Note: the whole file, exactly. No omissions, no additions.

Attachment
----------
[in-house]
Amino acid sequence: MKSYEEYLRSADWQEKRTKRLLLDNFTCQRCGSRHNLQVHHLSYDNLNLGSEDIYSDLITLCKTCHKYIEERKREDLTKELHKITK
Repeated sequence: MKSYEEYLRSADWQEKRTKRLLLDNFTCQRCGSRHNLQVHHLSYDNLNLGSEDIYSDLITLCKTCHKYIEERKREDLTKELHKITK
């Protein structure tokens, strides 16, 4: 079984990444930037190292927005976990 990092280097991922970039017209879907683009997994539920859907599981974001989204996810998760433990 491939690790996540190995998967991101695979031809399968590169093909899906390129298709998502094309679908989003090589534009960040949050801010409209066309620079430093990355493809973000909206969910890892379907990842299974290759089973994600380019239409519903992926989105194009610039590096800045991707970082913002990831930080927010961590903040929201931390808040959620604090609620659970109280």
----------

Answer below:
[in-house]
Amino acid sequence: MKSYEEYLRSADWQEKRTKRLLLDNFTCQRCGSRHNLQVHHLSYDNLNLGSEDIYSDLITLCKTCHKYIEERKREDLTKELHKITK
Repeated sequence: MKSYEEYLRSADWQEKRTKRLLLDNFTCQRCGSRHNLQVHHLSYDNLNLGSEDIYSDLITLCKTCHKYIEERKREDLTKELHKITK
């Protein structure tokens, strides 16, 4: 079984990444930037190292927005976990 990092280097991922970039017209879907683009997994539920859907599981974001989204996810998760433990 491939690790996540190995998967991101695979031809399968590169093909899906390129298709998502094309679908989003090589534009960040949050801010409209066309620079430093990355493809973000909206969910890892379907990842299974290759089973994600380019239409519903992926989105194009610039590096800045991707970082913002990831930080927010961590903040929201931390808040959620604090609620659970109280």